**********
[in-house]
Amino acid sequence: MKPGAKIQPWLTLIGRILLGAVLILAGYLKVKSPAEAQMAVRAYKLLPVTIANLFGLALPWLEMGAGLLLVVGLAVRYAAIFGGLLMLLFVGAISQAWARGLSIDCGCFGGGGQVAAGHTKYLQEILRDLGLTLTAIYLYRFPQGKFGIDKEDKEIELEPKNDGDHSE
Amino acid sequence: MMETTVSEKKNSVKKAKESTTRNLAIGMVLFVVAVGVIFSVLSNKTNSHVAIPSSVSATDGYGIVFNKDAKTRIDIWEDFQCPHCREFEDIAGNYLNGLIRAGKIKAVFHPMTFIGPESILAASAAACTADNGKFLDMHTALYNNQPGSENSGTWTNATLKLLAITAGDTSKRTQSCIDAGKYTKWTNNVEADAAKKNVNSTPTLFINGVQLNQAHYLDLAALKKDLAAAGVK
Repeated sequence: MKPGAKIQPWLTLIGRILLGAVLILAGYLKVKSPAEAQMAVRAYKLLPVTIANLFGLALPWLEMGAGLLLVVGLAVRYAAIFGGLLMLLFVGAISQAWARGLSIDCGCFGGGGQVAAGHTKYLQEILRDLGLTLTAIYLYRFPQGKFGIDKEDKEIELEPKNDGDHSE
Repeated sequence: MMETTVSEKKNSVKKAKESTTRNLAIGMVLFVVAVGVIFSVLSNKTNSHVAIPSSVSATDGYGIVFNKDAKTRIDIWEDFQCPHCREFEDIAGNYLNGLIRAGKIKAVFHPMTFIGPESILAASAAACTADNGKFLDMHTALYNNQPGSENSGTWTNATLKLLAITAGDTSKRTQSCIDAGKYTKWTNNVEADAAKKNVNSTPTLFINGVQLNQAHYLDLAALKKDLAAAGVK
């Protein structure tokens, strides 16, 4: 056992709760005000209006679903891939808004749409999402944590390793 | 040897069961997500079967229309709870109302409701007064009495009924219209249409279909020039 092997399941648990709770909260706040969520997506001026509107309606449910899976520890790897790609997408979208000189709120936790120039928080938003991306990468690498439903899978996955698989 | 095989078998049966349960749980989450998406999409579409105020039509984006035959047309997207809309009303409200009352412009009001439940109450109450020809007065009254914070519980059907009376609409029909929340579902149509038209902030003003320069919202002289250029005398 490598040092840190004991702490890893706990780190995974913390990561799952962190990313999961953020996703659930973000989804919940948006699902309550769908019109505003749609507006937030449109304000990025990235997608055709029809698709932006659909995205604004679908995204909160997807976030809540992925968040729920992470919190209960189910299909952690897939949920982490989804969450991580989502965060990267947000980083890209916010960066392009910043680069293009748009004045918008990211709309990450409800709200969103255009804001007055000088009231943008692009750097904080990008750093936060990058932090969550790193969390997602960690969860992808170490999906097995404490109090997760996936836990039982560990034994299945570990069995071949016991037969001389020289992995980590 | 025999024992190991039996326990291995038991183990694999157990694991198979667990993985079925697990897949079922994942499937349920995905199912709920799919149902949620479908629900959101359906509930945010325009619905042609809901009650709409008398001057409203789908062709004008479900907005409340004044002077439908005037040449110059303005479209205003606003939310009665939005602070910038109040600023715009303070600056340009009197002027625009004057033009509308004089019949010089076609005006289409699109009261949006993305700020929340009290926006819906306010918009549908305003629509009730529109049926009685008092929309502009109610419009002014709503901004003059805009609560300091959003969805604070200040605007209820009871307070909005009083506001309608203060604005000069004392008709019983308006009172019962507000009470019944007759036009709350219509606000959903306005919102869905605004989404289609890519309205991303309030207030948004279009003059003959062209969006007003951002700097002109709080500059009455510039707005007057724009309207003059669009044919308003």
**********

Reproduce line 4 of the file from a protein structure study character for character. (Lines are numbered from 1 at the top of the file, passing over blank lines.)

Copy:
Repeated sequence: MKPGAKIQPWLTLIGRILLGAVLILAGYLKVKSPAEAQMAVRAYKLLPVTIANLFGLALPWLEMGAGLLLVVGLAVRYAAIFGGLLMLLFVGAISQAWARGLSIDCGCFGGGGQVAAGHTKYLQEILRDLGLTLTAIYLYRFPQGKFGIDKEDKEIELEPKNDGDHSE